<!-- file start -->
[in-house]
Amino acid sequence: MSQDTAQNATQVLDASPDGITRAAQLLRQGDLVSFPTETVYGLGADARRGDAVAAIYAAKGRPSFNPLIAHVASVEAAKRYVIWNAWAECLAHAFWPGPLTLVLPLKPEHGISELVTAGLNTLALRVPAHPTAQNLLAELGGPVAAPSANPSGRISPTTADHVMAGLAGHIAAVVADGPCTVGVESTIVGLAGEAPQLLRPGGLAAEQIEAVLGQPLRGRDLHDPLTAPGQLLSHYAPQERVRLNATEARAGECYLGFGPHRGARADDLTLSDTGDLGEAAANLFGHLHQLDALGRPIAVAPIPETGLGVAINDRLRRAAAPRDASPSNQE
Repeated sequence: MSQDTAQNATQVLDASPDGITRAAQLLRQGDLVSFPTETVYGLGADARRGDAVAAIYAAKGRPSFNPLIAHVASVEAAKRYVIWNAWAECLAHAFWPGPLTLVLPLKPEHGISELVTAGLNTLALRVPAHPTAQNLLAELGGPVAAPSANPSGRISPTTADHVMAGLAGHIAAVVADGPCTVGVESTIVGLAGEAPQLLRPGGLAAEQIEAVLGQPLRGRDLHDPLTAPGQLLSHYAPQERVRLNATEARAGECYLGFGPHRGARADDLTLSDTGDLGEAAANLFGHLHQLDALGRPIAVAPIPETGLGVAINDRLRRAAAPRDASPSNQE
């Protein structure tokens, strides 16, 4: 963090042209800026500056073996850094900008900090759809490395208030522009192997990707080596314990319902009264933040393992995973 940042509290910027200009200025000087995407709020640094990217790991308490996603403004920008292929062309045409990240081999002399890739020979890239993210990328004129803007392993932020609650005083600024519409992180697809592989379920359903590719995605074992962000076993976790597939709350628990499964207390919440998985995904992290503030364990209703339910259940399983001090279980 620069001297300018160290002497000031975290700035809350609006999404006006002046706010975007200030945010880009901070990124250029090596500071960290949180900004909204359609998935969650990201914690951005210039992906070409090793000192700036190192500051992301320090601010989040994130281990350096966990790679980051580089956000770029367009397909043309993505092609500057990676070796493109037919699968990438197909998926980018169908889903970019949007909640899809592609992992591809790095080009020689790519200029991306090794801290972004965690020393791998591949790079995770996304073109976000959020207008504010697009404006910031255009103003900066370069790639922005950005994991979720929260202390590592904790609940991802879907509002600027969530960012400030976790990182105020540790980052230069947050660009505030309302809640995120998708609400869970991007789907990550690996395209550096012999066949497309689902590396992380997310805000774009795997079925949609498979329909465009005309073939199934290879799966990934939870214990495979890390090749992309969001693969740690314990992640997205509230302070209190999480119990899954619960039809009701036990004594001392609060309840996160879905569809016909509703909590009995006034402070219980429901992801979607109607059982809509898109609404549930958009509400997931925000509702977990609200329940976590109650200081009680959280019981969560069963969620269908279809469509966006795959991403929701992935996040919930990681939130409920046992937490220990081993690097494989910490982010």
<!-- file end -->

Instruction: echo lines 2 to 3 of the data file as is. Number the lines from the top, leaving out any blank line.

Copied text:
Amino acid sequence: MSQDTAQNATQVLDASPDGITRAAQLLRQGDLVSFPTETVYGLGADARRGDAVAAIYAAKGRPSFNPLIAHVASVEAAKRYVIWNAWAECLAHAFWPGPLTLVLPLKPEHGISELVTAGLNTLALRVPAHPTAQNLLAELGGPVAAPSANPSGRISPTTADHVMAGLAGHIAAVVADGPCTVGVESTIVGLAGEAPQLLRPGGLAAEQIEAVLGQPLRGRDLHDPLTAPGQLLSHYAPQERVRLNATEARAGECYLGFGPHRGARADDLTLSDTGDLGEAAANLFGHLHQLDALGRPIAVAPIPETGLGVAINDRLRRAAAPRDASPSNQE
Repeated sequence: MSQDTAQNATQVLDASPDGITRAAQLLRQGDLVSFPTETVYGLGADARRGDAVAAIYAAKGRPSFNPLIAHVASVEAAKRYVIWNAWAECLAHAFWPGPLTLVLPLKPEHGISELVTAGLNTLALRVPAHPTAQNLLAELGGPVAAPSANPSGRISPTTADHVMAGLAGHIAAVVADGPCTVGVESTIVGLAGEAPQLLRPGGLAAEQIEAVLGQPLRGRDLHDPLTAPGQLLSHYAPQERVRLNATEARAGECYLGFGPHRGARADDLTLSDTGDLGEAAANLFGHLHQLDALGRPIAVAPIPETGLGVAINDRLRRAAAPRDASPSNQE